Small Expectations

january-blues

It is the end of January, and I can’t help but take a sigh of relief. There is something about the weeks after Christmas and New Year, when winter really starts to set in and the days are short, wet and cold, that get me all in a muddle. And I think this year, I was hit with a double-whammy… The January Blues happened to coincide with my baby blues.

For some reason, every time I hit around the 4-5 month stage, I find myself feeling a little blue. Quite tired, stressed, a bit down and overwhelmed by it all. And I think, now that I seem to have come through the other side (some things you only see with the benefit of hindsight), I have finally realised why.

You see, the first 3 months of your baby are full of the newness, excitement, awe and wonder of it all…call it the honeymoon phase. Every day you marvel at this perfect little being that has come into your life, and the euphoria spills over into all other areas of life. Tantrums by older siblings fail to frustrate, because the idea that you get to be the one to shape and mould these little lives explodes your brain all over again. Cleaning, cooking and chores are re-infused with meaning, because you are providing clothing and shelter for these divine creatures.

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But, even more importantly, your expectations are SMALL. “Yay, we got out of the house, all clothed and fed (for the most part).” “Yay, we made it to the shops and back without anyone getting lost or fatally hurt.” “Yay, I managed to make lunch, breastfeed and get a load of laundry in.” “Yay, for five minutes everyone has been QUIET.”

Then, as you slowly get the hang of things, adjusting to the new family size, different routines and figuring out what time you need to get up in the mornings to have five minutes in the shower, you get braver and bolder, and your expectations increase. No longer is it enough to just get everyone fed and clothed and then to bask in the joy of your little brood. NO, now you need to get the floor swept as well, and all the breakfast dishes in the sink BEFORE leaving the house.

No longer is it enough to enjoy the fact that everyone is busying themselves quietly with books or puzzles or toys for five minutes. NO, now you need to make sure that you get an interesting art project in at least once a week, and good heavens but Evie needs more tights and Isaac really could do with a haircut.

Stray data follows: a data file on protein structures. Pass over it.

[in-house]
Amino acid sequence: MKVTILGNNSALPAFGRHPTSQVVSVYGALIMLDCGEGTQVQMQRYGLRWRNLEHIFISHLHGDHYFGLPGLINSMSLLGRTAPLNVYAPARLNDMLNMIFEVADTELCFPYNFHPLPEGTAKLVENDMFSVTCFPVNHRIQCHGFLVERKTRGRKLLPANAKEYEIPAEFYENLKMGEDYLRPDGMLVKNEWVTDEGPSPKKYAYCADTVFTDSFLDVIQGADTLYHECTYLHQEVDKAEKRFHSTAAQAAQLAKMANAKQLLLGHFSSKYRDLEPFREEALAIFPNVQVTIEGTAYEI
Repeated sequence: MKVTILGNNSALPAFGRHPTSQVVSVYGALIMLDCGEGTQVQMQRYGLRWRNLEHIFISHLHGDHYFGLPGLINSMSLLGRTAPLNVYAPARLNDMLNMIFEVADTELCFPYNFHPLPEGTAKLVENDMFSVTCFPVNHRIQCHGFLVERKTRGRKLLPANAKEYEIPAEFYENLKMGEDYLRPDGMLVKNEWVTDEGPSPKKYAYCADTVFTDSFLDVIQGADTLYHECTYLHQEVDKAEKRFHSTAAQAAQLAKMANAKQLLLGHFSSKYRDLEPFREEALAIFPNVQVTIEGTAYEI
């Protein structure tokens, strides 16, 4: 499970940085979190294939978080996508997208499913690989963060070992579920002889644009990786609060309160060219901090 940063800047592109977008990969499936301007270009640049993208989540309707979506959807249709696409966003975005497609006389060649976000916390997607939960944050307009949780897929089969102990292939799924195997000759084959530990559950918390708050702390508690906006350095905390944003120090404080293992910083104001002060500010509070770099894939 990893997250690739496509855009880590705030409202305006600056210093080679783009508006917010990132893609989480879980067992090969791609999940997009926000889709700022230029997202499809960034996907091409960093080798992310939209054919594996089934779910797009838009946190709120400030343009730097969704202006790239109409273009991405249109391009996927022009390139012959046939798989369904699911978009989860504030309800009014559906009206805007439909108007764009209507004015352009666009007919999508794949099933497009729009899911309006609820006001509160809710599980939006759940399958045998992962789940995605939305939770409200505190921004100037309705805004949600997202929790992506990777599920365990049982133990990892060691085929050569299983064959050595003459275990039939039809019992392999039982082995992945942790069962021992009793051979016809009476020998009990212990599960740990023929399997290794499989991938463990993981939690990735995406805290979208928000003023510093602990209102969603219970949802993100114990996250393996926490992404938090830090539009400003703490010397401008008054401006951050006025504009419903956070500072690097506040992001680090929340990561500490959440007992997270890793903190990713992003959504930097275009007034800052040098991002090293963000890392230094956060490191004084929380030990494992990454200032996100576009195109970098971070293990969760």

Stress mounts imperceptibly, and before I know it my to-do lists are running off the page. Also, with the better sleep and longer evenings comes the feeling that I really ought to be taking on more responsibilities outside of my little home. I itch for something different, something bigger…something more ‘impactful’, I feel.

So I take on more mentoring roles at church, I become more involved in the school PTA, I volunteer to bake, I volunteer to help decorate Santa’s Grotto (side rant – is there anything more lame than Santa’s Grottos?? Even the one at Westfield failed to impress). I go crazy with the calendar, inviting all sorts of people round for tea, for dinner, for lunch. I cut myself less slack around the house; one healthy meal a day is no longer enough, dust on the coffee table seems to indicate personal weakness of character and organisation.

Before I know it, I am too busy, tired and stressed. I end up feeling incredibly frustrated with Judah for needing to be fed right at the moment I am trying to make a call. I end up barking at Isaac and Evie to hurry up and get their coats on because we’re running late because I felt I absolutely must make the beds before we leave. The penny drops, and I realise I have it all backwards.

It reminds me of Dickens’ devastating book Great Expectations, where a young boy called Pip is ruined of enjoying his life as a humble forge apprentice by the promise of a great increase in his fortunes, and the tantalising lure of a life and a love far above his current expectations. He is set up for a crushing disappointment by the cruel and haunted (and slightly insane) Miss Havisham, who intends him to feel the pain of her own heartbreak and disillusionment by not delivering all she has promised, and marrying off her beautiful daughter to another man. All is resolved in the end, but the lesson is clear: be happy and grateful for what you have – you can never have it back once it’s gone.